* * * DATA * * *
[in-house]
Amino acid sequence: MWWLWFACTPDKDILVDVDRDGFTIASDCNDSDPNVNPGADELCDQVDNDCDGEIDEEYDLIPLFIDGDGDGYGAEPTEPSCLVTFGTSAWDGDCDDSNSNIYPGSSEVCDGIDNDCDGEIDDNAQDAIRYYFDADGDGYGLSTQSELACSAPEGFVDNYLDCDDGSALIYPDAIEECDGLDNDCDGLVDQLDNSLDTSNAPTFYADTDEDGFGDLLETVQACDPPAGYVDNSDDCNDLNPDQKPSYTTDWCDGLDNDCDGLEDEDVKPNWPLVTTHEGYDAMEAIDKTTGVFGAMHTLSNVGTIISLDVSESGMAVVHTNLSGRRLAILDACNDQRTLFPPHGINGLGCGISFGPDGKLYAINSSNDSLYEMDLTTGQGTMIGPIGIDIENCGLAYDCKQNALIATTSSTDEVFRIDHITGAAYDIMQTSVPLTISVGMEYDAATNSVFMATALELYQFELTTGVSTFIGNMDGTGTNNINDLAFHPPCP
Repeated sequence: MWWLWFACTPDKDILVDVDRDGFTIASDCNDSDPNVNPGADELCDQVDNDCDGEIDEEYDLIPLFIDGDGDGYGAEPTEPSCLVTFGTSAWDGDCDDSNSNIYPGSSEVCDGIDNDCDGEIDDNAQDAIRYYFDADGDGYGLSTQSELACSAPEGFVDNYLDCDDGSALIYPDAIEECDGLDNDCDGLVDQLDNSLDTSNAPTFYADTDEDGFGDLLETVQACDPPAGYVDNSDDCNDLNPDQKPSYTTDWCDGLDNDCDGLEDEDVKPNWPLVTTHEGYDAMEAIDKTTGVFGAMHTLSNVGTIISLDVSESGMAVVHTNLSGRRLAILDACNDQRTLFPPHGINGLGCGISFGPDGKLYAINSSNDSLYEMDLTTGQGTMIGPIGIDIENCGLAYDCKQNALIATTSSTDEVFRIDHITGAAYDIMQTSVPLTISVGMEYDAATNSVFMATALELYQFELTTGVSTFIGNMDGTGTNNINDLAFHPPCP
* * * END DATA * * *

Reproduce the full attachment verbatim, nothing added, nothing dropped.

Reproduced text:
[in-house]
Amino acid sequence: MWWLWFACTPDKDILVDVDRDGFTIASDCNDSDPNVNPGADELCDQVDNDCDGEIDEEYDLIPLFIDGDGDGYGAEPTEPSCLVTFGTSAWDGDCDDSNSNIYPGSSEVCDGIDNDCDGEIDDNAQDAIRYYFDADGDGYGLSTQSELACSAPEGFVDNYLDCDDGSALIYPDAIEECDGLDNDCDGLVDQLDNSLDTSNAPTFYADTDEDGFGDLLETVQACDPPAGYVDNSDDCNDLNPDQKPSYTTDWCDGLDNDCDGLEDEDVKPNWPLVTTHEGYDAMEAIDKTTGVFGAMHTLSNVGTIISLDVSESGMAVVHTNLSGRRLAILDACNDQRTLFPPHGINGLGCGISFGPDGKLYAINSSNDSLYEMDLTTGQGTMIGPIGIDIENCGLAYDCKQNALIATTSSTDEVFRIDHITGAAYDIMQTSVPLTISVGMEYDAATNSVFMATALELYQFELTTGVSTFIGNMDGTGTNNINDLAFHPPCP
Repeated sequence: MWWLWFACTPDKDILVDVDRDGFTIASDCNDSDPNVNPGADELCDQVDNDCDGEIDEEYDLIPLFIDGDGDGYGAEPTEPSCLVTFGTSAWDGDCDDSNSNIYPGSSEVCDGIDNDCDGEIDDNAQDAIRYYFDADGDGYGLSTQSELACSAPEGFVDNYLDCDDGSALIYPDAIEECDGLDNDCDGLVDQLDNSLDTSNAPTFYADTDEDGFGDLLETVQACDPPAGYVDNSDDCNDLNPDQKPSYTTDWCDGLDNDCDGLEDEDVKPNWPLVTTHEGYDAMEAIDKTTGVFGAMHTLSNVGTIISLDVSESGMAVVHTNLSGRRLAILDACNDQRTLFPPHGINGLGCGISFGPDGKLYAINSSNDSLYEMDLTTGQGTMIGPIGIDIENCGLAYDCKQNALIATTSSTDEVFRIDHITGAAYDIMQTSVPLTISVGMEYDAATNSVFMATALELYQFELTTGVSTFIGNMDGTGTNNINDLAFHPPCP